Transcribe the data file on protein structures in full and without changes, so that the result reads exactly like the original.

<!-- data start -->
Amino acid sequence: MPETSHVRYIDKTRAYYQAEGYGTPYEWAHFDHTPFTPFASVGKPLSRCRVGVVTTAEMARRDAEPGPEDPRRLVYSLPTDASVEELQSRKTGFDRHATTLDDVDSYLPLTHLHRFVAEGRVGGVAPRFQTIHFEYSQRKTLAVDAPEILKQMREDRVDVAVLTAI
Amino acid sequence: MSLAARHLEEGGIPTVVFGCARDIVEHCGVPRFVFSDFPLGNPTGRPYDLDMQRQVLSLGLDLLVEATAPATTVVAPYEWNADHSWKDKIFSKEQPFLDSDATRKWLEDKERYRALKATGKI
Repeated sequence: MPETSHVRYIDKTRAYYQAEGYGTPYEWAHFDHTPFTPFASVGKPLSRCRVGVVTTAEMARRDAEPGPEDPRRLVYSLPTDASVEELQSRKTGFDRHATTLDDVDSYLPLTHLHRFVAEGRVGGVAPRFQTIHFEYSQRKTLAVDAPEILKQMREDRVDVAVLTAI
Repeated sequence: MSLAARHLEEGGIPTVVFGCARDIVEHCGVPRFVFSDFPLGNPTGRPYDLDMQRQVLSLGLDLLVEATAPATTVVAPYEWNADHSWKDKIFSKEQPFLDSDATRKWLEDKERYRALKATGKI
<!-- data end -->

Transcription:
Amino acid sequence: MPETSHVRYIDKTRAYYQAEGYGTPYEWAHFDHTPFTPFASVGKPLSRCRVGVVTTAEMARRDAEPGPEDPRRLVYSLPTDASVEELQSRKTGFDRHATTLDDVDSYLPLTHLHRFVAEGRVGGVAPRFQTIHFEYSQRKTLAVDAPEILKQMREDRVDVAVLTAI
Amino acid sequence: MSLAARHLEEGGIPTVVFGCARDIVEHCGVPRFVFSDFPLGNPTGRPYDLDMQRQVLSLGLDLLVEATAPATTVVAPYEWNADHSWKDKIFSKEQPFLDSDATRKWLEDKERYRALKATGKI
Repeated sequence: MPETSHVRYIDKTRAYYQAEGYGTPYEWAHFDHTPFTPFASVGKPLSRCRVGVVTTAEMARRDAEPGPEDPRRLVYSLPTDASVEELQSRKTGFDRHATTLDDVDSYLPLTHLHRFVAEGRVGGVAPRFQTIHFEYSQRKTLAVDAPEILKQMREDRVDVAVLTAI
Repeated sequence: MSLAARHLEEGGIPTVVFGCARDIVEHCGVPRFVFSDFPLGNPTGRPYDLDMQRQVLSLGLDLLVEATAPATTVVAPYEWNADHSWKDKIFSKEQPFLDSDATRKWLEDKERYRALKATGKI